Historic McPherson may become scientific, residential community
March 18, 2011
FORT MCPHERSON, Ga., (Army News Service, March 18, 2011) -- Since 2005 Fort McPherson has been on the Department of Defense's Base Realignment And Closure list of installations to shut down, and what's planned in its place may become a boon to the community, Atlanta and the local economy, McPherson authorities said.
The central focus of this planned community will be a science and technology center with the tentative name "Georgia Institute for Global Health."
Units and commands have been relocating from Fort McPherson since October 2010, and it is now set to be vacant of military and government personnel by September, leaving prime real estate four miles from the heart of Atlanta available for redevelopment.
Jack Sprott, the executive director of McPherson's Planning Local Redevelopment Authority, explained that the current vision for the Army post is to become a "live, work, play" community.
"We've been working since 2005, and we think we're going in the right direction," Sprott said.
Established in 1885, the base housed German prisoners during World War I, was home to a general hospital and welcomed President Franklin D. Roosevelt during his visits to Warm Springs. Forty of Fort McPherson's buildings are listed on the National Register of Historic Places, and the proposal for the base's future will incorporate that history with newer construction.
Sprott explained a sizable institute there would not only further scientific research and developments in the Atlanta area, but would also bring opportunities for employment.
"This facility is going to become a storefront for collaboration," Sprott said.
Other portions of McPherson's planned re-purposing include residential areas, a historic district, which could contain both private homes and shopping boutiques, and the current golf course, which may eventually be converted into an outdoor event space, he said. Sprott explained the area's focus won't be on shopping, but hopes it will become a "hip and cool," place to live, with another proposed grocery store and school adding to the community feel.
The Department of Veterans Affairs has also showed interested in taking over McPherson's Lawrence Joel Health Clinic and converting it to a VA clinic.
"This is the plan that the community told us they want," Sprott said. "They are very excited about this development."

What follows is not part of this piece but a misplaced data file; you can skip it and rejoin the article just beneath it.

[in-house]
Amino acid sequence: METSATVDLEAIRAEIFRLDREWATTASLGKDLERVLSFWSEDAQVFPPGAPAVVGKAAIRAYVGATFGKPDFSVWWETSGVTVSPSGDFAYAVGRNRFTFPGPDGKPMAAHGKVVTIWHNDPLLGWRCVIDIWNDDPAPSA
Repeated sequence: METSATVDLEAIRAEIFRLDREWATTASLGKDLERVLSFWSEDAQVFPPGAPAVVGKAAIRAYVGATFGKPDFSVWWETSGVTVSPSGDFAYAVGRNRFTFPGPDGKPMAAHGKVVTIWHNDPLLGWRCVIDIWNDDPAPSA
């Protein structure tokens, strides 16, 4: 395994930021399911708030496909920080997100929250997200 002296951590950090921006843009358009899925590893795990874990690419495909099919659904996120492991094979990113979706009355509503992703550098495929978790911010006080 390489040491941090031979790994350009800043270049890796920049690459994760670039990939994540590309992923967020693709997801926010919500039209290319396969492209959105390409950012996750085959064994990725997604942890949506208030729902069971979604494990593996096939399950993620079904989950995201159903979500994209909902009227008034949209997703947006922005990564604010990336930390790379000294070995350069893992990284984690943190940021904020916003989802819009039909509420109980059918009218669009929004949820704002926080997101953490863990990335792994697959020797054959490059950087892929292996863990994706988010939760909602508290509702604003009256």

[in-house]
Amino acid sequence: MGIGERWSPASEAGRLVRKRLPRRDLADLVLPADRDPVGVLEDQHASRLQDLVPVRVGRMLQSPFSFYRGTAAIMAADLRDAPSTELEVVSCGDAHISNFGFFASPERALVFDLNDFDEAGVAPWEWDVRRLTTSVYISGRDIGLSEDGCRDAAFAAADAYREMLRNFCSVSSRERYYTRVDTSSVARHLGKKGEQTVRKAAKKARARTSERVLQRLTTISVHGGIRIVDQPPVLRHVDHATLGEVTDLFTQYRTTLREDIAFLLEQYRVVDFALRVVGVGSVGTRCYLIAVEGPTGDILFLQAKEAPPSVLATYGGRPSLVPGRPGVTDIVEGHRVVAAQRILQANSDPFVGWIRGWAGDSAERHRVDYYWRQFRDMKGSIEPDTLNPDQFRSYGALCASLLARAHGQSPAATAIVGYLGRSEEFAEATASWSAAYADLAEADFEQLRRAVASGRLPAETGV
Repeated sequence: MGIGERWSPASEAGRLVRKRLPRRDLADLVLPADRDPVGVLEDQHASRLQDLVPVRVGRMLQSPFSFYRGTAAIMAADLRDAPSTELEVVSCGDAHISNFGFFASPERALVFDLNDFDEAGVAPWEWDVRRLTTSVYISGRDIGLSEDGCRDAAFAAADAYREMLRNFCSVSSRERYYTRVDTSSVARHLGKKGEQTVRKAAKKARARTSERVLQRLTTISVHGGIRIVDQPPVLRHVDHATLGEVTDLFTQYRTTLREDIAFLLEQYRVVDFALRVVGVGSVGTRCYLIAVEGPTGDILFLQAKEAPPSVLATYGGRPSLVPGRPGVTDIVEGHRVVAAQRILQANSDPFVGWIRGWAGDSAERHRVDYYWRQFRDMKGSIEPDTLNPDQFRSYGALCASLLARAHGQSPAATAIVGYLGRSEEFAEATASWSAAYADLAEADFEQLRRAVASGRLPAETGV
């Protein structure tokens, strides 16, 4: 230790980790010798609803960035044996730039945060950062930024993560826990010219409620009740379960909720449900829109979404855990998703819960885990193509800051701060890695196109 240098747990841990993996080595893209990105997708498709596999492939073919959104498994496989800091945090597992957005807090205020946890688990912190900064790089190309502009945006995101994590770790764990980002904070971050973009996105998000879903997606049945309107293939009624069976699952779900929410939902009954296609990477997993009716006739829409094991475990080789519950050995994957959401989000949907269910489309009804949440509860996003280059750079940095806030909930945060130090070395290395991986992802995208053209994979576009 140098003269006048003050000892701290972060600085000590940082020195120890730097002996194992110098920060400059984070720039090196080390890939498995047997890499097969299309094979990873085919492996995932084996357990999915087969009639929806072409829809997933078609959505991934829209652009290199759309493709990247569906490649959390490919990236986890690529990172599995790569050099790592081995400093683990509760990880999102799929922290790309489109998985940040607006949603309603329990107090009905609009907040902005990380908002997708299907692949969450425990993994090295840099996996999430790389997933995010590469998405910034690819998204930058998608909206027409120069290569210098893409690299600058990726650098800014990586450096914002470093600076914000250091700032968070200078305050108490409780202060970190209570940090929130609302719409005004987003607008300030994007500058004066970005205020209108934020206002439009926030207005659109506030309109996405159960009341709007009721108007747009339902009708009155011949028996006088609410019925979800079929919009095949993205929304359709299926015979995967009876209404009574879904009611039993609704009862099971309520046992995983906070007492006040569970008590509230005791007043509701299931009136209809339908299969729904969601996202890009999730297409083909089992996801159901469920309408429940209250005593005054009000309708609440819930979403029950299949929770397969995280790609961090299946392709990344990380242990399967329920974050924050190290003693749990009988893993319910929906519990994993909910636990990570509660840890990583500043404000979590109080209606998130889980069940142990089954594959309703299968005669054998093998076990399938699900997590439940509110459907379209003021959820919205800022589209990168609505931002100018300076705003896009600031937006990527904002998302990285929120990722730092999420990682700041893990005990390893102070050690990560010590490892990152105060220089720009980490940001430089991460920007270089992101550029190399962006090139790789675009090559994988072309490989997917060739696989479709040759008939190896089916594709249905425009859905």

Sprott explained that as part of BRAC law, the Local Redevelopment Authority is tasked with going to the surrounding residents to ask them what they want to replace a closing military base.
"The Department of Defense recognizes that by closing an installation, there is an economic impact," said Glynn Ryan, the Fort McPherson garrison BRAC officer.
Sprott explained that since 2005, many community meetings were held in which local residents were encouraged to attend and share their ideas, and the current plan is a culmination of those ideas.
"We've got a huge responsibility on our hands," Sprott said of creating a comprehensive community that will thrive in the military's absence.
"Fort McPherson's capacity to create change in the immediate area is substantial," reads the final draft of the Fort McPherson Outreach and Land Use Plan. "Essentially, at the build-out of redevelopment, there will be a completely new market situation in the area."
However, Sprott noted, the current plan still has to be blessed off by the Army, as they decide what will happen to the land they leave behind. He also explained it's estimated that it will take 30 years for the current proposal to reach its final stage.
"We are still in negotiations with the Army," Sprott said, noting that if buyers are interested in making an offer on properties on Fort McPherson, they should contact the Local Redevelopment Authority.
Meanwhile, the estimated 5,800 military and civilian Fort McPherson employees have been relocating in groups to other bases such as Fort Bragg, N.C., Shaw Air Force Base, S.C., and Rock Island Arsenal, Ill.
Ryan said he believes the base will meet the September deadline to have all units vacate, but noted moving delays are often due to behind-schedule building.
"There was a lot of construction required to prepare the gaining installations," Ryan said, explaining that new buildings such as those that will house U.S. Army Forces Command and U.S. Army Reserve Command on Fort Bragg were new construction.
One of the challenges of taking part in a BRAC move, said Ryan, is having to support tenant units while also preparing to leave.
"We've been working since 2005 to prepare for the move, but still have had to provide service," he said.
Ryan also noted that about 500 Fort McPherson garrison employees will lose their jobs when the base closes in September, as the garrison is not re-locating. It's dissolving.
Yet, Ryan believes the new development will improve the local community, explaining that this scenario will benefit local residents.
For more information on the proposed redevelopment, or to see a copy of the Fort McPherson Outreach and Land Use Plan, visit www.mcphersonredevelopment.com.